Summary of Government advice kindly supplied by Hemingford resident and retired GP, Mark Sanderson.
How do I reduce my chances of catching the coronavirus?
The single most important action we can all take, in fighting coronavirus, is to stay at home in order to protect the NHS and save lives. Reducing our day-to-day contact with other people reduces the spread of the infection. That is why the government on 23 March 2020 introduced the following measures:
1. Requiring people to stay at home, except for very limited purposes
2. Closing non-essential shops and community spaces – this link will tell you what type of shops and businesses can remain open
3. Stopping all gatherings of more than two people in public
Everybody must comply with these new measures. The relevant authorities, including the police, will be given the powers to enforce them – including through fines and dispersing gatherings.
The Government will look again at these measures in three weeks and relax them if the evidence shows this is possible.
When can I leave my home?
You should only leave your house for one of four reasons.
1. Shopping for basic necessities, for example food and medicine, which must be as infrequent as possible
2. One form of exercise a day, for example a run, walk, or cycle - alone or with members of your household
3. Any medical need, or to provide care or to help a vulnerable person
4. Travelling to and from work, but only where this absolutely cannot be done from home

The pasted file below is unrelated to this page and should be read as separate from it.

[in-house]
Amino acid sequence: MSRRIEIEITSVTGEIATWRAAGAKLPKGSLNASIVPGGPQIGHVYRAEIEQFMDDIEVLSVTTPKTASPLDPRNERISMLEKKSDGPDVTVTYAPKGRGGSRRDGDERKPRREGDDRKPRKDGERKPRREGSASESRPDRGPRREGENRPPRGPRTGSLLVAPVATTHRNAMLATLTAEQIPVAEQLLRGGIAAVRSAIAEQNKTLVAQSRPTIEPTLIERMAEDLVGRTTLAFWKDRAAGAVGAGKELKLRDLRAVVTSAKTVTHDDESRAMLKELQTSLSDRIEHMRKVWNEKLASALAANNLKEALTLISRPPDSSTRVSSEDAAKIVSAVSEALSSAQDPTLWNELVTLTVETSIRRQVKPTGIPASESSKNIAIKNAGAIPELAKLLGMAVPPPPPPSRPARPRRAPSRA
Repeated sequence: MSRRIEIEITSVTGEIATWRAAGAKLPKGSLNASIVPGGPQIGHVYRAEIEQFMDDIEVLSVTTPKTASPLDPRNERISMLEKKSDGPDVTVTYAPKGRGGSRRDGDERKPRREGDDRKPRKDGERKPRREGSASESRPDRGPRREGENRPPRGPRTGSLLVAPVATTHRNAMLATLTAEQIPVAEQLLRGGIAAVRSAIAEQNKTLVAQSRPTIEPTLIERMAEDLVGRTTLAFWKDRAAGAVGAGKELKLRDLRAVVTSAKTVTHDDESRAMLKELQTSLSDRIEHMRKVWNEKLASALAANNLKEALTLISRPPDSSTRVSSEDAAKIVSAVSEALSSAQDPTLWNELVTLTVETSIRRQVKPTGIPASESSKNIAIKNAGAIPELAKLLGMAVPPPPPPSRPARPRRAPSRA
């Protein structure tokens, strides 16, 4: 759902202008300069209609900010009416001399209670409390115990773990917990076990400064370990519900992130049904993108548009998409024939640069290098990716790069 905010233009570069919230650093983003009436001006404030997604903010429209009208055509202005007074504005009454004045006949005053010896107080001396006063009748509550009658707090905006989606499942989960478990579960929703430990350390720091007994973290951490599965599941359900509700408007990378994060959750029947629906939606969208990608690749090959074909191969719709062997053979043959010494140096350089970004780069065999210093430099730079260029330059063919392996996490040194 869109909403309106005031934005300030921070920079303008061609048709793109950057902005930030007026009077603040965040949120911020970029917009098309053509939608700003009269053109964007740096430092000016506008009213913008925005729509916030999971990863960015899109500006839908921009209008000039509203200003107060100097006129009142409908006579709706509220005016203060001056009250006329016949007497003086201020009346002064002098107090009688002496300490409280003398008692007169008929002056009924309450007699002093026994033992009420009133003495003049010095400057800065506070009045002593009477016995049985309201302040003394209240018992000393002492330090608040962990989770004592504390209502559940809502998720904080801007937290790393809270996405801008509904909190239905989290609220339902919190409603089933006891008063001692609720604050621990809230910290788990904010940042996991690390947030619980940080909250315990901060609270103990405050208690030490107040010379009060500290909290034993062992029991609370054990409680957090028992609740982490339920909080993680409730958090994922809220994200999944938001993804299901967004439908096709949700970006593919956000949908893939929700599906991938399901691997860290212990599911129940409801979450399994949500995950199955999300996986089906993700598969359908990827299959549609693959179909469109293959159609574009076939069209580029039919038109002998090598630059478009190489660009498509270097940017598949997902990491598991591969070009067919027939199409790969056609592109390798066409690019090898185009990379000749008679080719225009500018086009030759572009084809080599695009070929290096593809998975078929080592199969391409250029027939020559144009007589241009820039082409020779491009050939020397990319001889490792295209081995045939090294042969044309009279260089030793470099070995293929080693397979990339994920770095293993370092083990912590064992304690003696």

These four reasons are exceptions - even when doing these activities, you should be minimising time spent outside of the home and ensuring you are 2 metres apart from anyone outside of your household.
What if I or someone in my house becomes unwell?
Recent onset of a new continuous cough and/or a high temperature means you may have caught coronavirus, but many other viruses may also cause these symptoms. Coronavirus will be a mild illness for most people.
You must follow the following guidance.
1. If you live alone and you have symptoms of coronavirus, however mild, stay at home for seven days from when your symptoms started.
2. If you live with others and you are the first in the household to have symptoms of coronavirus, you must stay at home for seven days. But all other household members who remain well must stay at home and not leave the house for 14 days. The 14-day period starts from the day when the first person in the house became ill.
3. Anyone else in a household who starts displaying symptoms needs to stay at home for seven days from when the symptoms appeared, regardless of what day they are on in the original 14-day isolation period.
4. It is likely that people living within a household will infect each other or be infected already. Staying at home for 14 days will greatly reduce the overall amount of infection that a household could pass on to others in the community.
You will find it useful to read the attached document Stay at home: guidance for households with possible coronavirus (COVID-19) infection
Am I likely to get better if I have symptoms suggestive of coronavirus?
· Yes. If you have a cough and/or a temperature, the chances of this being due to coronavirus is under 7%. Other causes account for 93%.
· If your cough and/or temperature is due to coronavirus, approximately 95% of those admitted to hospitals recover. As of 9am on March 23, 6650 people in the UK were confirmed positive for coronavirus, with 335 deaths.
· The overall mortality rate is thought to be 1% as there is no regular testing of those in the community with symptoms, so it is highly likely the date is underestimating the number of actual cases.
The above is from the government website. This is the main source of guidance you should follow and has all the guidance you need, including support for businesses.